OT: car emergency tool kit

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snipped-for-privacy@aol.com wrote:

That GPS information is only good if you can supply the information to someone else. Apparently, they did not have a working cell phone, or were in a dead zone, and were unable to call for help and give their location. It would seem awfully strange that someone working for Cnet did not have a cell phone. My cell phone has GPS capability. It will give me the lat. and long. coordinates of my phone. Giving that info to rescuers will lead them right to me, if my phone was working, that is.
--
Bill
in Hamptonburgh, NY
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Willshak wrote:

When you're in unfamiliar territory, a mapping GPS can give you an idea where you're most likely to find other people by telling you about towns and/or major intersections. It's also been alleged that the guy in question tracked a semicircular route, which would have been much less likely if he had been carrying a GPS. The fact that you can't tell anyone where you are doesn't make it useless for you to know where you are.
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Asking Iran and Syria to help us succeed in Iraq is like your local fire
department asking a couple of arsonists to help put out the fire.
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wrote:

I hope they catch the asshole that vandalized the locked gate, so that poor family never knew it wasn't safe to go down that road!
Wonder how much investigative time and money will go into that search. Don't hold your breath!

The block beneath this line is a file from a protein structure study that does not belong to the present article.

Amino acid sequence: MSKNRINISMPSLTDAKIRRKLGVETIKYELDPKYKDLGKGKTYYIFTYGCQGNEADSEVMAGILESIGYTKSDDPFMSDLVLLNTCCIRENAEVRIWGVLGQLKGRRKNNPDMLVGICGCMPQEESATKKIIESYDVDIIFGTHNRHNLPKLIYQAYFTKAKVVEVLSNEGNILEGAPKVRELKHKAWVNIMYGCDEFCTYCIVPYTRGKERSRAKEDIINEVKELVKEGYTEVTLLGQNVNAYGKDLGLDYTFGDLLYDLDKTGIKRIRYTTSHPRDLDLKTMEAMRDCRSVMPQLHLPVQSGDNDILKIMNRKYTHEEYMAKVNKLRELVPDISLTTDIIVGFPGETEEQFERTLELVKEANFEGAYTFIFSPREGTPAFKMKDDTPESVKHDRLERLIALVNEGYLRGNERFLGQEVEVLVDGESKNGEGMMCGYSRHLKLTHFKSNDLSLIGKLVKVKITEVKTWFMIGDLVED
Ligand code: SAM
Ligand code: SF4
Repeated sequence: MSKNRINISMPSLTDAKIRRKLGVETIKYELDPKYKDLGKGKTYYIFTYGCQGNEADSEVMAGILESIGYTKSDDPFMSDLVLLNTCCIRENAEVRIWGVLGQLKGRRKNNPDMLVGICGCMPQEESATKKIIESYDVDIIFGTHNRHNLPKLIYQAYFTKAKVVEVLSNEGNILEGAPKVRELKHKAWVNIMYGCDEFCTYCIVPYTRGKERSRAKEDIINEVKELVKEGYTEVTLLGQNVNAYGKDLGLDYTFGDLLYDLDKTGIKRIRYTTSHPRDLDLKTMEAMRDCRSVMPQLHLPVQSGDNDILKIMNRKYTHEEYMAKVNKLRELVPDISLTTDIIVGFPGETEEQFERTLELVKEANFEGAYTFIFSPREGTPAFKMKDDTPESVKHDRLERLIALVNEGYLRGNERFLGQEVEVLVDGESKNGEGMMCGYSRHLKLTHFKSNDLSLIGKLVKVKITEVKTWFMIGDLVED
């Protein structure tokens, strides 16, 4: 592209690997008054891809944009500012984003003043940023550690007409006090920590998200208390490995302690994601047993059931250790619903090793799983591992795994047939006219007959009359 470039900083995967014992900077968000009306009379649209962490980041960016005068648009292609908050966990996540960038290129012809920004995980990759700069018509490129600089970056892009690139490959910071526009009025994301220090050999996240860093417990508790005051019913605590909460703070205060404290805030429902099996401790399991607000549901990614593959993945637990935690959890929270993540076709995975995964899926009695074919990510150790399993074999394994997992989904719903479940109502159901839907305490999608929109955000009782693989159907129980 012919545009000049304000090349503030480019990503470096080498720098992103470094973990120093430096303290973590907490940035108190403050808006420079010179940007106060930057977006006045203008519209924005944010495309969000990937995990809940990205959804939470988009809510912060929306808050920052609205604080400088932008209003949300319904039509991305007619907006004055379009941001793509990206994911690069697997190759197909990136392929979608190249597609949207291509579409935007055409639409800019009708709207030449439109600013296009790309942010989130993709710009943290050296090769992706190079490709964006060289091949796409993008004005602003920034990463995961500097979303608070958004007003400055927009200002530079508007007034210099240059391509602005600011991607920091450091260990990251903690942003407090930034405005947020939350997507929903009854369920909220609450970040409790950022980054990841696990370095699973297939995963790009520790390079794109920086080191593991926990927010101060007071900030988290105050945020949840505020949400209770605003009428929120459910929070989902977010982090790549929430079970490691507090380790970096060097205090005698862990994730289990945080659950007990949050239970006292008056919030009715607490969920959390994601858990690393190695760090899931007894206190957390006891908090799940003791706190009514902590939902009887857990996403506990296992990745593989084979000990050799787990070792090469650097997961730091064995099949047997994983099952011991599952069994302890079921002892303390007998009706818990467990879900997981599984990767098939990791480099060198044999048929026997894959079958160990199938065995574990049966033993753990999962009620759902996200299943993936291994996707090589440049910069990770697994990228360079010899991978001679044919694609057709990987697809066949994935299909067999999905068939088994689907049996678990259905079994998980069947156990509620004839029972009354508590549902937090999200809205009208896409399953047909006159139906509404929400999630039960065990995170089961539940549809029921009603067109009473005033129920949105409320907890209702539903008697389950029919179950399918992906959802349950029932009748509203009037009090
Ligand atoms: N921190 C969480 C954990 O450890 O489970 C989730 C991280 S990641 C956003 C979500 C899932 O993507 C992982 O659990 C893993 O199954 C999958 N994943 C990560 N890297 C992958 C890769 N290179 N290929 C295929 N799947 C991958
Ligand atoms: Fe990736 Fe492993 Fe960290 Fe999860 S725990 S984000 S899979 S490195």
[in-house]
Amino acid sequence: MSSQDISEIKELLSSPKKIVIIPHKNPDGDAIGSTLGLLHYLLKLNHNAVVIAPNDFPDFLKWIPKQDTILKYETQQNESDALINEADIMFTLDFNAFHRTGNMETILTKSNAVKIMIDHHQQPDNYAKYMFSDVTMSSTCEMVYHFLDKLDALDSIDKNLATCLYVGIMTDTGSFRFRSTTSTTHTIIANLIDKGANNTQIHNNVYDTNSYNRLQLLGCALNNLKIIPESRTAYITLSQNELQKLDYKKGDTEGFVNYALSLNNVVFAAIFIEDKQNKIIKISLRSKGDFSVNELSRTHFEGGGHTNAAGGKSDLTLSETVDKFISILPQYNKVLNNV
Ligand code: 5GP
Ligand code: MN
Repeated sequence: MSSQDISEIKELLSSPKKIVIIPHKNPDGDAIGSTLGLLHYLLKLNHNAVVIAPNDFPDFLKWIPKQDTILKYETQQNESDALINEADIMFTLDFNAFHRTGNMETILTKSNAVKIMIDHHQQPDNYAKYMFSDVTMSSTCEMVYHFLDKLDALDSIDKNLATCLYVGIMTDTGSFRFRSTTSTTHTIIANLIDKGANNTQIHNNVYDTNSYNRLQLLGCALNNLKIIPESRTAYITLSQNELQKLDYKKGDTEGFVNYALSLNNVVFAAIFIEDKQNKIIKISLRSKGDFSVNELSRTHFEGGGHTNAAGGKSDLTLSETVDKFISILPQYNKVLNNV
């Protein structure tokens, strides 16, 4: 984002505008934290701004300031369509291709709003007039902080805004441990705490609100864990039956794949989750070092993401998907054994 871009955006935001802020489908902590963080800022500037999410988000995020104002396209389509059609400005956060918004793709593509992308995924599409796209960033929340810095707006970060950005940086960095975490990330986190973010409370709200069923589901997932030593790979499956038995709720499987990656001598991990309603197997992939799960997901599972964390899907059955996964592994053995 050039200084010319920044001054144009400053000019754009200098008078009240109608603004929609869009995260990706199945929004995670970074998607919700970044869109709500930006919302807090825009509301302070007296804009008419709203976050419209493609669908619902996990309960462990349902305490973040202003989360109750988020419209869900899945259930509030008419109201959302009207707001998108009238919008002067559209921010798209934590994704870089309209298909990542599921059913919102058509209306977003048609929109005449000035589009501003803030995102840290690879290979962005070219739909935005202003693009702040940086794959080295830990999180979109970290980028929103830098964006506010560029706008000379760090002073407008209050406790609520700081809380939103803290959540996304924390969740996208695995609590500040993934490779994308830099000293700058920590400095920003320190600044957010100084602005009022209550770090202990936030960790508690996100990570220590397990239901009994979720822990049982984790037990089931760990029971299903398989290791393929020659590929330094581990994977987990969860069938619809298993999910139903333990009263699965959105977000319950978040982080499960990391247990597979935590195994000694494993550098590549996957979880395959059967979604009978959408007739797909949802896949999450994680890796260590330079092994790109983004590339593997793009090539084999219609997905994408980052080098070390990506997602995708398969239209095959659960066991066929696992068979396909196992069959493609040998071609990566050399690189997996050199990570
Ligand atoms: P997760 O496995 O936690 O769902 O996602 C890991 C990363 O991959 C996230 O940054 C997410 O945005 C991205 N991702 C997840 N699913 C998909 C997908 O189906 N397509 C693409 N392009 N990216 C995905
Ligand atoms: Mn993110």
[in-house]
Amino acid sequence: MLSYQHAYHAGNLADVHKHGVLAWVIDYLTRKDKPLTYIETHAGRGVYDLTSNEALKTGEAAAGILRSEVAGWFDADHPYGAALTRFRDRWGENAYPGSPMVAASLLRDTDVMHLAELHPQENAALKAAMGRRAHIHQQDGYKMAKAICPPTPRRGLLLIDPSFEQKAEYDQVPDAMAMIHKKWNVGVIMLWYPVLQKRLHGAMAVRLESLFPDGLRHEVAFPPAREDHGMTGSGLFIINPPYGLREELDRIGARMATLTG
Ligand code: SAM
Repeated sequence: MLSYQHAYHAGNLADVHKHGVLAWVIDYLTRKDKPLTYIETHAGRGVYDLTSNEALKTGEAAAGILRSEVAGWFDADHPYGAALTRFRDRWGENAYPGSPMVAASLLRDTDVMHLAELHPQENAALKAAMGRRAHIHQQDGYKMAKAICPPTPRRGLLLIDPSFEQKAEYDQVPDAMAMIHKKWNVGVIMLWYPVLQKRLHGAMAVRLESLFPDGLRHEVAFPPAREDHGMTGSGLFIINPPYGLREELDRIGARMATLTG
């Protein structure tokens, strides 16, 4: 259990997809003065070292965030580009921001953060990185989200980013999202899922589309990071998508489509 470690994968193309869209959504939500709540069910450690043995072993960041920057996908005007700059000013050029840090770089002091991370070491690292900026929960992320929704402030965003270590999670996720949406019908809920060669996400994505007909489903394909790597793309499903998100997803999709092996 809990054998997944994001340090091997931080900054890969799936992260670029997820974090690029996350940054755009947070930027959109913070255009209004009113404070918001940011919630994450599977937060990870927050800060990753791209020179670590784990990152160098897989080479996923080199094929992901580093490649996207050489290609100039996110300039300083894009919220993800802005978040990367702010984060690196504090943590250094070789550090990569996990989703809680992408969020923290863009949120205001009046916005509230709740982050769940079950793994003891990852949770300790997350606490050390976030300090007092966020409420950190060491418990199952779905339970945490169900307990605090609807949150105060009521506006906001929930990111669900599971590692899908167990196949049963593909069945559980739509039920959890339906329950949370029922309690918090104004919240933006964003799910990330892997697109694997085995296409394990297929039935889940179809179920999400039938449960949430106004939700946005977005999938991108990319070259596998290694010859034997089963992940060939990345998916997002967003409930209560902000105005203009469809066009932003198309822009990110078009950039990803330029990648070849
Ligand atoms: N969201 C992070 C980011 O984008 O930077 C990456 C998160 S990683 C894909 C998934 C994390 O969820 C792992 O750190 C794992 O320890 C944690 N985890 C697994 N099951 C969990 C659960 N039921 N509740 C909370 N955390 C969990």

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On Mon, 11 Dec 2006 14:59:31 -0800, aspasia wrote:

I imagine it was a local who used that road all the time with an appropriate vehicle and better judgement about the weather. I bet they still drove past a sign saying this road is closed in the winter.
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Jason Killen wrote:

Actually, the original script had "Dallas" instead of "Vegas." Considering Major T.J. "King" Kong's apparent background, Dallas was appropriate. The movie, however, came on the heels of the Kennedy assasination and a last-minute change was made to the words.
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wrote: ....

Three Hershey bars.

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Only in cool to cold weather. 48 oz of chocolate sludge melted all over your socket-set isn't going to help anyone but the ants.
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Hersheys Tropical bars would deal with this problem, but I have no idea if they still make them.
--
-- Welcome My Son, Welcome To The Machine --
Bob Vaughan | techie @ tantivy.net |
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mm wrote:

Two turtle doves, and a parrrrrtridge in a pearrrrr treeeeeeeeeeeee!
--
Asking Iran and Syria to help us succeed in Iraq is like your local fire
department asking a couple of arsonists to help put out the fire.
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You must be younger than I am. Nylon stockings, Hershey bars, and probably lipstick were how GI's made friends with the girls** during WWII. **girls in their late teens and 20's.
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With the exception of the Hersey bars, it was a direct quote from Dr. Strangelove.
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On Sat, 9 Dec 2006 13:46:01 -0800, "Eigenvector"

Aw, how sweet it is! Should have remembered...one of my all-time favorites, Must have seen it 10-12 times. Anybody who hasn't, run, do not walk, to rent film or borrow from your library!!!!
"We'll meet again..."
Aspasia
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Enough booze to make everyting go smootly
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The tool you need is the one you won't have. :-)
1) Multihead screwdriver: Even the best of these (like the one from Snap-On) will sometimes have trouble with situations where you really need to put some major force on the head of a screw. Watch out for cheap ones. And, even if you buy a really good one, make sure you have extra magnetic tips. I'd still keep a regular #2 Phillips screwdriver in the car, and a GOOD one.